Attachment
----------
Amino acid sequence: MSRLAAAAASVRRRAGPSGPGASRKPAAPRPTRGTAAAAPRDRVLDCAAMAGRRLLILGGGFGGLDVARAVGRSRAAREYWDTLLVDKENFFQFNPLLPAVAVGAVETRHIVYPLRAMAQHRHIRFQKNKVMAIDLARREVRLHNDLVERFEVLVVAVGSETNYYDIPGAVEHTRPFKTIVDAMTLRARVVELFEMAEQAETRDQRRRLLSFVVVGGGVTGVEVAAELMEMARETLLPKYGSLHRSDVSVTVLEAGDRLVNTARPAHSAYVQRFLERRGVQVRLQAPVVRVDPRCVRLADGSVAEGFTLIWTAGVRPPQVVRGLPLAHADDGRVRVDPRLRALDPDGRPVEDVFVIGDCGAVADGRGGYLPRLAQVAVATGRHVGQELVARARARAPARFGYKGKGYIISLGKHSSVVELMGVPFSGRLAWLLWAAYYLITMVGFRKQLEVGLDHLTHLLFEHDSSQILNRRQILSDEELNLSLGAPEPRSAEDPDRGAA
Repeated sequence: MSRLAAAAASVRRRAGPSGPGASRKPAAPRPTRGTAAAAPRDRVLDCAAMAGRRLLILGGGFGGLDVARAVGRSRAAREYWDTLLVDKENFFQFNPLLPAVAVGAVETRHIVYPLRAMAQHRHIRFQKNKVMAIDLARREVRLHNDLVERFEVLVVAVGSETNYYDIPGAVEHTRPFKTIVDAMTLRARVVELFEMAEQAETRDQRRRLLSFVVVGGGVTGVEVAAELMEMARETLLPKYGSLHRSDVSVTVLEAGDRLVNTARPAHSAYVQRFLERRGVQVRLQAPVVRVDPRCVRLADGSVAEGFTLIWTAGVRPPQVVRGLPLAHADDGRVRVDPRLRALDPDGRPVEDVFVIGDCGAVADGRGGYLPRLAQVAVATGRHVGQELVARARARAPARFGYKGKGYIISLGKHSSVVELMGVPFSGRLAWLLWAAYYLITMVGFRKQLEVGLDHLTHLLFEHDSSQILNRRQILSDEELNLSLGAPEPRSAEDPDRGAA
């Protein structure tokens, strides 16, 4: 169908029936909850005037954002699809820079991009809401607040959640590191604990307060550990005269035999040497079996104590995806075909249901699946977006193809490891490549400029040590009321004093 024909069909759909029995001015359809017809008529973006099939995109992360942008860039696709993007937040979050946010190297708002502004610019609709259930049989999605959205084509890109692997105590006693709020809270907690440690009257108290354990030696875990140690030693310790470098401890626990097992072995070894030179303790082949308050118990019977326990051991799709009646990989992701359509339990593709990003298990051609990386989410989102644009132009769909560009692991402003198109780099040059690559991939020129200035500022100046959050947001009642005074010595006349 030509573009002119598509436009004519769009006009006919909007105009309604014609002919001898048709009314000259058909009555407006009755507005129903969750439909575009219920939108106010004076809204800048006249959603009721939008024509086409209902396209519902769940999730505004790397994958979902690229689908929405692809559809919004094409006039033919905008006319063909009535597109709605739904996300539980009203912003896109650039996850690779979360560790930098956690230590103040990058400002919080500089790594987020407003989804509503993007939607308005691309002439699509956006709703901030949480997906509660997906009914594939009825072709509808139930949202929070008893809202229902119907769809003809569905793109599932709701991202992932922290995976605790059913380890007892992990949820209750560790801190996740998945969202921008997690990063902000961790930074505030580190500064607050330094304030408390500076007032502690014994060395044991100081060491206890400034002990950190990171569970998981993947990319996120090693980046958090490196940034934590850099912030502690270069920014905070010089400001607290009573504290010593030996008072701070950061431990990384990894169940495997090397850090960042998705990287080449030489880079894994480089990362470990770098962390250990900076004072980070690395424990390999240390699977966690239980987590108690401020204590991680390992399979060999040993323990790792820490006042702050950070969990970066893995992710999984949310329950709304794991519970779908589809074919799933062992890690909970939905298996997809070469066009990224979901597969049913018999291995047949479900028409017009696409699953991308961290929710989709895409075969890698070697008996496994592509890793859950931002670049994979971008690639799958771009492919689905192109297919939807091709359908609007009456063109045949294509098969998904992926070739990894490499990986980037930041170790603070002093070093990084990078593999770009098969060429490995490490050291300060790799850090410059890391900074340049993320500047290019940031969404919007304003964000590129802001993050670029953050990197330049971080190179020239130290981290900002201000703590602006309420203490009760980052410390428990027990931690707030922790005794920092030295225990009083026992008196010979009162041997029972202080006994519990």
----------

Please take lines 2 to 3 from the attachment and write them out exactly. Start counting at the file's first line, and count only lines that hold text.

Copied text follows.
Repeated sequence: MSRLAAAAASVRRRAGPSGPGASRKPAAPRPTRGTAAAAPRDRVLDCAAMAGRRLLILGGGFGGLDVARAVGRSRAAREYWDTLLVDKENFFQFNPLLPAVAVGAVETRHIVYPLRAMAQHRHIRFQKNKVMAIDLARREVRLHNDLVERFEVLVVAVGSETNYYDIPGAVEHTRPFKTIVDAMTLRARVVELFEMAEQAETRDQRRRLLSFVVVGGGVTGVEVAAELMEMARETLLPKYGSLHRSDVSVTVLEAGDRLVNTARPAHSAYVQRFLERRGVQVRLQAPVVRVDPRCVRLADGSVAEGFTLIWTAGVRPPQVVRGLPLAHADDGRVRVDPRLRALDPDGRPVEDVFVIGDCGAVADGRGGYLPRLAQVAVATGRHVGQELVARARARAPARFGYKGKGYIISLGKHSSVVELMGVPFSGRLAWLLWAAYYLITMVGFRKQLEVGLDHLTHLLFEHDSSQILNRRQILSDEELNLSLGAPEPRSAEDPDRGAA
């Protein structure tokens, strides 16, 4: 169908029936909850005037954002699809820079991009809401607040959640590191604990307060550990005269035999040497079996104590995806075909249901699946977006193809490891490549400029040590009321004093 024909069909759909029995001015359809017809008529973006099939995109992360942008860039696709993007937040979050946010190297708002502004610019609709259930049989999605959205084509890109692997105590006693709020809270907690440690009257108290354990030696875990140690030693310790470098401890626990097992072995070894030179303790082949308050118990019977326990051991799709009646990989992701359509339990593709990003298990051609990386989410989102644009132009769909560009692991402003198109780099040059690559991939020129200035500022100046959050947001009642005074010595006349 030509573009002119598509436009004519769009006009006919909007105009309604014609002919001898048709009314000259058909009555407006009755507005129903969750439909575009219920939108106010004076809204800048006249959603009721939008024509086409209902396209519902769940999730505004790397994958979902690229689908929405692809559809919004094409006039033919905008006319063909009535597109709605739904996300539980009203912003896109650039996850690779979360560790930098956690230590103040990058400002919080500089790594987020407003989804509503993007939607308005691309002439699509956006709703901030949480997906509660997906009914594939009825072709509808139930949202929070008893809202229902119907769809003809569905793109599932709701991202992932922290995976605790059913380890007892992990949820209750560790801190996740998945969202921008997690990063902000961790930074505030580190500064607050330094304030408390500076007032502690014994060395044991100081060491206890400034002990950190990171569970998981993947990319996120090693980046958090490196940034934590850099912030502690270069920014905070010089400001607290009573504290010593030996008072701070950061431990990384990894169940495997090397850090960042998705990287080449030489880079894994480089990362470990770098962390250990900076004072980070690395424990390999240390699977966690239980987590108690401020204590991680390992399979060999040993323990790792820490006042702050950070969990970066893995992710999984949310329950709304794991519970779908589809074919799933062992890690909970939905298996997809070469066009990224979901597969049913018999291995047949479900028409017009696409699953991308961290929710989709895409075969890698070697008996496994592509890793859950931002670049994979971008690639799958771009492919689905192109297919939807091709359908609007009456063109045949294509098969998904992926070739990894490499990986980037930041170790603070002093070093990084990078593999770009098969060429490995490490050291300060790799850090410059890391900074340049993320500047290019940031969404919007304003964000590129802001993050670029953050990197330049971080190179020239130290981290900002201000703590602006309420203490009760980052410390428990027990931690707030922790005794920092030295225990009083026992008196010979009162041997029972202080006994519990």